There were a few clips and featurettes released right at the end of the campaign.


dumbo gif

Picking Up the Spare

DeVito was interviewed again about how he thinks the story of Dumbo continues to be relevant even decades later.

More clips that expanded on scenes from the trailers were released after the movie was in theaters.

Batman Returns (Flashback Marketing)

Tomorrow is Batman Day, the day DC Entertainment established in 2014 as part of the company’s celebration of Batman’s 75th anniversary.

[extreme tim curry in clue voice] I know because I was there.

The day has persisted over the years because…well…he’s Batman. Similar days have been marked for Superman and last year Wonder Woman entered the mix thanks to the combination of both her big screen solo adventure and the character’s own 75th anniversary.

To celebrate both tomorrow’s pop culture holiday and the recently-passed 25th anniversary of its release, today we’re going to turn our attention to one of my favorite movies starring The Dark Knight, 1992’s Batman Returns.

The sequel to the 1989 blockbuster brought back the powerhouse combination of director Tim Burton and star Michael Keaton. In the story, Batman is now well-established in Gotham City. That’s good because the city faces a new threat in the form of Oswald Cobblepot (Danny DeVito), who was abandoned by his wealthy parents as a toddler because his birth defects were too much for them and their haughty lifestyle. Now grown, Cobblebot positions himself as the returning prodigal, anxious help the city and run for mayor. That bid is just a cover, though, for his more devious plans to exact revenge. At the same time, Selina Kyle (Michelle Pfeiffer), has evolved into a feline-inspired symbol of feminine power after she was killed by her boss Max Shreck (Christoper Walken) and revived by a group of stray cats. While Batman takes on The Penguin, Bruce Wayne begins a flirtatious affair with Kyle until it all comes crashing together at the end.

When I walked out of the movie I turned to my friend Todd and said “Wow…Tim Burton really loves directing snow,” a reference not only to its use in this film but also Edward Scissorhands. In fact, the movie plays much more like what at the time was considered a Tim Burton Film than a Batman movie. With themes touching on the place of outcasts in society, a blue/gray color palette and explorations as to the duality of the human mind, it fits much more neatly with the director’s overall work than the first Batman, which by contrast seems like well-made if slightly generic studio film.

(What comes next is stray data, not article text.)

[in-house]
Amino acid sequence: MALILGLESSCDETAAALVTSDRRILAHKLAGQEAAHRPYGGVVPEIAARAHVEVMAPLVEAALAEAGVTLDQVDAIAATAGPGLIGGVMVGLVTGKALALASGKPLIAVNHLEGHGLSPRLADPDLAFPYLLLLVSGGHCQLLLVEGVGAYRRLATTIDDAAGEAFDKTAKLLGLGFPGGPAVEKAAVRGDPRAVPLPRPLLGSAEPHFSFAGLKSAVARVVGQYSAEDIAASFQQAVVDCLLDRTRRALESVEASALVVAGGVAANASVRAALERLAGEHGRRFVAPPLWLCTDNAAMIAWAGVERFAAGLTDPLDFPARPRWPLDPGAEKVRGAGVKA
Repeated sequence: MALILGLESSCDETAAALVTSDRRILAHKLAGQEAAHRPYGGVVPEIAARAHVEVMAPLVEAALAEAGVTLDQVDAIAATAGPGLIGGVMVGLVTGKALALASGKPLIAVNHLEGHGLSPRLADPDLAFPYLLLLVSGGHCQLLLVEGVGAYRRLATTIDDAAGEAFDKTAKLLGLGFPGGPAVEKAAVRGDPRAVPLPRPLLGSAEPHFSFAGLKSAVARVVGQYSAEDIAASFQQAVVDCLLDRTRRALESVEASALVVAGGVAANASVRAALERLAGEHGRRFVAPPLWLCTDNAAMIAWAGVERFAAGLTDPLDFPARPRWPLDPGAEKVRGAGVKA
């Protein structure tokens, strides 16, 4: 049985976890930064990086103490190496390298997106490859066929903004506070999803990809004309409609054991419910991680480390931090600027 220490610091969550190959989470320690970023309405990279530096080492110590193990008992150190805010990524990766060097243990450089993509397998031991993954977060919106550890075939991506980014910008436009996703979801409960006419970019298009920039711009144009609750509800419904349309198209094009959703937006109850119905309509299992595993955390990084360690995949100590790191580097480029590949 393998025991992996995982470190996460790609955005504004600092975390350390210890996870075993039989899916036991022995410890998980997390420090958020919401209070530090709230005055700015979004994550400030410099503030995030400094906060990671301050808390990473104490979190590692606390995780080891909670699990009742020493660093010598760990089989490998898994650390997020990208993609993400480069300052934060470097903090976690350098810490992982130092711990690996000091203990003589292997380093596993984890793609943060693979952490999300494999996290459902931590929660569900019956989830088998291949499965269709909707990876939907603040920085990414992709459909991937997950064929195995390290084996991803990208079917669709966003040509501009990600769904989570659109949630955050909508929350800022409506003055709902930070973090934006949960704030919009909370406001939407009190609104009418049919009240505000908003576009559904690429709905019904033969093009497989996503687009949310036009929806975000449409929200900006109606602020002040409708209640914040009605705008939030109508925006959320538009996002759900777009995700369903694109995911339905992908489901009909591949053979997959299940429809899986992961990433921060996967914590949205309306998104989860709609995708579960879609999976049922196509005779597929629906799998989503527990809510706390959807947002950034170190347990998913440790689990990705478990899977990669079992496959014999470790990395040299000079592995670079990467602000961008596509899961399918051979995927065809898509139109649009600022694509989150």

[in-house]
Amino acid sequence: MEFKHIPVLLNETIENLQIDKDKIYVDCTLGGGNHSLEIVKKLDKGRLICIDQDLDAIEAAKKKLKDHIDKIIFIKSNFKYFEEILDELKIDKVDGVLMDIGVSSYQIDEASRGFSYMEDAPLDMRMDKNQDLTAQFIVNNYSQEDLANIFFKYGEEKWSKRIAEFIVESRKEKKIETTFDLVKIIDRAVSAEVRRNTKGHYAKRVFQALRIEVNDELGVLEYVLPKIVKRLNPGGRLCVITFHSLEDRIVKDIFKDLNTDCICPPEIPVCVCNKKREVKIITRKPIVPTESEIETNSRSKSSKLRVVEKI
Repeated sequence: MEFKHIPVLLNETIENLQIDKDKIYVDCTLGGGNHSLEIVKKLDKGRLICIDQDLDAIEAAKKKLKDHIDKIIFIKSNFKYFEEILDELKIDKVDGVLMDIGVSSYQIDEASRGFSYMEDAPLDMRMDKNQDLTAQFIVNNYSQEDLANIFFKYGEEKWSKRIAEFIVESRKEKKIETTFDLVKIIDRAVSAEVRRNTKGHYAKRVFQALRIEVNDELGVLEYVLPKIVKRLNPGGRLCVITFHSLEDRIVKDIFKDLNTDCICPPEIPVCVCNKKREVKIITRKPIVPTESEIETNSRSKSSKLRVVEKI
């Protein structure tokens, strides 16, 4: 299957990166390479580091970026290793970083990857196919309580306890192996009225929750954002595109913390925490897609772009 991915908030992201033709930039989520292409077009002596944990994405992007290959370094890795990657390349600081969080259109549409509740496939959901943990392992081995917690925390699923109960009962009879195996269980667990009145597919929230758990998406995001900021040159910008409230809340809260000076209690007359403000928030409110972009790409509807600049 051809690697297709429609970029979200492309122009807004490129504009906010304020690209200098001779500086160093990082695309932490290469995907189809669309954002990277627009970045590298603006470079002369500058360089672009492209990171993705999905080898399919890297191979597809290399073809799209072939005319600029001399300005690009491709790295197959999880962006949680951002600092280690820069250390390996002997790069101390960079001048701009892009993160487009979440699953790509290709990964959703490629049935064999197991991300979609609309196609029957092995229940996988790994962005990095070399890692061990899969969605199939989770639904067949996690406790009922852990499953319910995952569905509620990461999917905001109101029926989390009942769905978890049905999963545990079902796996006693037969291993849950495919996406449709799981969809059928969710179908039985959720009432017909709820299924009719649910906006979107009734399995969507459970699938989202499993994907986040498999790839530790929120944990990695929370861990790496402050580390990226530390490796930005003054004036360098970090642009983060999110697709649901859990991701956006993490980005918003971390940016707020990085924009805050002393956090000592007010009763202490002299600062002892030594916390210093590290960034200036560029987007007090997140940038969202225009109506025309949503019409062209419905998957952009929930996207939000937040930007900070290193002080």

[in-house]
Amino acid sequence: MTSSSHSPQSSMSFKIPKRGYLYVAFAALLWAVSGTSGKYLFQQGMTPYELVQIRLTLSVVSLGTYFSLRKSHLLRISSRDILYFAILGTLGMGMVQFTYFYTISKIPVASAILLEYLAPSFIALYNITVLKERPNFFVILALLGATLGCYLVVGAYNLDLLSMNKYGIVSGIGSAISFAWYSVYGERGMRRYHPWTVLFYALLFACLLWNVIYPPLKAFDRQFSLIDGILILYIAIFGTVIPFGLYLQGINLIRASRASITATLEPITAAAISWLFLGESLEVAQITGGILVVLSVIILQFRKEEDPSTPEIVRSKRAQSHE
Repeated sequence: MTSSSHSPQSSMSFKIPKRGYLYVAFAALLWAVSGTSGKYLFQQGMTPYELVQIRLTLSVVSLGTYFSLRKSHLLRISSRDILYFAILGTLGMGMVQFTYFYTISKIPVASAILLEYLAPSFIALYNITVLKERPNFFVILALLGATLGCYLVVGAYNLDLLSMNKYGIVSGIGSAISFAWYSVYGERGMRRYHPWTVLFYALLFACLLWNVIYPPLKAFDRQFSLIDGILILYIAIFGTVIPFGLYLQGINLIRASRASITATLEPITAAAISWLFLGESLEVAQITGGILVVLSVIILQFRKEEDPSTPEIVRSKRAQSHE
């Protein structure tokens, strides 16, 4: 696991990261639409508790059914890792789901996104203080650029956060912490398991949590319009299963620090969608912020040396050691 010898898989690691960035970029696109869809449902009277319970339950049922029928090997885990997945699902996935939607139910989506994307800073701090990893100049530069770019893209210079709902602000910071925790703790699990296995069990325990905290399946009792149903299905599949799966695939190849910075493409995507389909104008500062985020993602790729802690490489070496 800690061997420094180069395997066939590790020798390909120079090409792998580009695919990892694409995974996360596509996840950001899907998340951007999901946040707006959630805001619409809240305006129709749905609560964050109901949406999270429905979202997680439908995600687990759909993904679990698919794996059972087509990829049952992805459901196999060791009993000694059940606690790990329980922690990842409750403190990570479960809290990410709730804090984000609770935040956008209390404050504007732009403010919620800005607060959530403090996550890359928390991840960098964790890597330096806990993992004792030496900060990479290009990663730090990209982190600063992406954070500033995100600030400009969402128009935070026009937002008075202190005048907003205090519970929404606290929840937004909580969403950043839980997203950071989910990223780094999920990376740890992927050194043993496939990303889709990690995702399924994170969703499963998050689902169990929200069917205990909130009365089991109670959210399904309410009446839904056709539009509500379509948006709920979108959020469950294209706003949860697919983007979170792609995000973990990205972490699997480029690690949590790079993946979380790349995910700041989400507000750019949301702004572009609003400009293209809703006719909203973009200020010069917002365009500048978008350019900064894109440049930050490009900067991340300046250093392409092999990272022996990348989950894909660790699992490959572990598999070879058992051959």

The teaser poster is an amazing piece of promotional artwork. Like the iconic poster for the first film, the primary element is the Bat symbol that bleeds out over the sides of the frame. Instead of the bright yellow and dark black of the first one, this one is covered in windswept snow, showing audiences what the tone of the movie was going to be. The expanded character list isn’t named but only referenced with copy at the top reading “The Bat. The Cat. The Penguin.” It’s simple and it’s stunning, showing the restrained colors that would dominate the movie and telling audiences what they could expect to see.

The theatrical one-sheet arranges the faces in the same order as they were previously listed, with Batman followed by Catwoman followed by Penguin. That allowed a good look at just the kind of characters we were going to be following and clearly signaled to anyone well-versed in Burton’s style that his design aesthetic would be well-represented in the character designs. Catwoman looks fierce in her obviously homemade costume while Penguin looks grotesque, like a twisted version of a fairy tale character. Some of the story, but not much, is conveyed at the bottom with a scene showing dozens of penguins huddled around, all with brightly-colored rockets strapped to their backs. Again, the contrast of the dark scene and the pops of red show that Burton’s unique visuals would dominate the movie.

The trailer opens with Penguin plotting his return to Gotham as we see him walking through the sewers he’s made his home since his exile. Then we see Selina become Catwoman in the wake of her death, becoming an empowered anti-hero. Batman is then the only hope for the city, but he’s consumed with feelings for Catwoman. We see Penguin executing his plans and Batman taking on the circus gang that’s part of that. There are shots of the Batmobile, the Bat-boat and just of Batman punching his way through the guys.

What comes through here is the focus on the villains the movie would take. Penguin and Catwoman are positioned in the trailer as the ones driving the story and whose journeys we’ll be following. Batman is the hero, yes, but he’s seen here as almost a side character who’s only interesting as he relates to the other two.

That’s…well, it’s not exactly accurate because Bruce Wayne plays a big part in the stories of both characters, one that’s bigger than what he does as Batman, but we don’t see that here. Instead we’re focusing on the twisted personalities that drive Batman’s adversaries. That, on the other hand, is pretty accurate to the movie that’s being sold. Burton, in his second outing, was not able to more fully integrate his design sense but also give outlet to his love of the outsiders, the characters shunned by society because of their differences. It’s that message that’s sold loudly and strongly in the trailer, that we’ll be watching a Tim Burton film with comic book characters as the medium for his worldview.

As has been well-documented by others, the superhero cinematic genre learned exactly the wrong lesson from Batman Returns. The takeaway was a simplistic “more villains” approach to sequels, something that’s sunk more than one movie. In reality, what Burton did was use characters he identified with to explore the topics that were near to his heart. That goes for Batman as much as it does for Catwoman and Penguin. Everyone here, as Selina says at point, is struggling with their own “difficulty with duality.”

While the campaign may not get that deep, it does present the movie as both an action-filled blockbuster and a study of characters who all walk the line between the light and the dark.

Chris Thilk is a freelance writer and content strategist who lives in the Chicago suburbs.